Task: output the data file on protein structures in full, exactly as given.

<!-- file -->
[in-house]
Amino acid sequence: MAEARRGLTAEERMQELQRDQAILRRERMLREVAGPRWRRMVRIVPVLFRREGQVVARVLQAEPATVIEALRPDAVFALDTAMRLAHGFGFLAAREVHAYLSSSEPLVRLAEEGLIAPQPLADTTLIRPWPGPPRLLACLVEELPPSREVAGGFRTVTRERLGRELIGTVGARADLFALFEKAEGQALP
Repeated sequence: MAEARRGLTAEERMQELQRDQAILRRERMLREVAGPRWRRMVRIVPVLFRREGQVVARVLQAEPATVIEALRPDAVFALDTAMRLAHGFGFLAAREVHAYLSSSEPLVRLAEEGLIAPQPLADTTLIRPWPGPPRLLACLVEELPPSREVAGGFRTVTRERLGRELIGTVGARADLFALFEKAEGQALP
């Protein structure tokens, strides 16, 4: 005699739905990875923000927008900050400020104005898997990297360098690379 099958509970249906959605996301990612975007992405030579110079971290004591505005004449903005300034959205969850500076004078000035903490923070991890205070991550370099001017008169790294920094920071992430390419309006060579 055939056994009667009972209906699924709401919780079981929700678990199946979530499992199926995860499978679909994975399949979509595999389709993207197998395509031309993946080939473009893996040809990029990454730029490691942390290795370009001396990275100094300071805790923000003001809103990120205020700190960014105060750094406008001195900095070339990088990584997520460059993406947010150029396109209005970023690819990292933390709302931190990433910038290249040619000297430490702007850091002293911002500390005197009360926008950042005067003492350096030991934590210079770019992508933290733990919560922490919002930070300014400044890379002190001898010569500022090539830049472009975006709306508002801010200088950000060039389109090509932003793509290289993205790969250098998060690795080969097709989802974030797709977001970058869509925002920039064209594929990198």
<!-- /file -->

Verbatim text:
[in-house]
Amino acid sequence: MAEARRGLTAEERMQELQRDQAILRRERMLREVAGPRWRRMVRIVPVLFRREGQVVARVLQAEPATVIEALRPDAVFALDTAMRLAHGFGFLAAREVHAYLSSSEPLVRLAEEGLIAPQPLADTTLIRPWPGPPRLLACLVEELPPSREVAGGFRTVTRERLGRELIGTVGARADLFALFEKAEGQALP
Repeated sequence: MAEARRGLTAEERMQELQRDQAILRRERMLREVAGPRWRRMVRIVPVLFRREGQVVARVLQAEPATVIEALRPDAVFALDTAMRLAHGFGFLAAREVHAYLSSSEPLVRLAEEGLIAPQPLADTTLIRPWPGPPRLLACLVEELPPSREVAGGFRTVTRERLGRELIGTVGARADLFALFEKAEGQALP
């Protein structure tokens, strides 16, 4: 005699739905990875923000927008900050400020104005898997990297360098690379 099958509970249906959605996301990612975007992405030579110079971290004591505005004449903005300034959205969850500076004078000035903490923070991890205070991550370099001017008169790294920094920071992430390419309006060579 055939056994009667009972209906699924709401919780079981929700678990199946979530499992199926995860499978679909994975399949979509595999389709993207197998395509031309993946080939473009893996040809990029990454730029490691942390290795370009001396990275100094300071805790923000003001809103990120205020700190960014105060750094406008001195900095070339990088990584997520460059993406947010150029396109209005970023690819990292933390709302931190990433910038290249040619000297430490702007850091002293911002500390005197009360926008950042005067003492350096030991934590210079770019992508933290733990919560922490919002930070300014400044890379002190001898010569500022090539830049472009975006709306508002801010200088950000060039389109090509932003793509290289993205790969250098998060690795080969097709989802974030797709977001970058869509925002920039064209594929990198």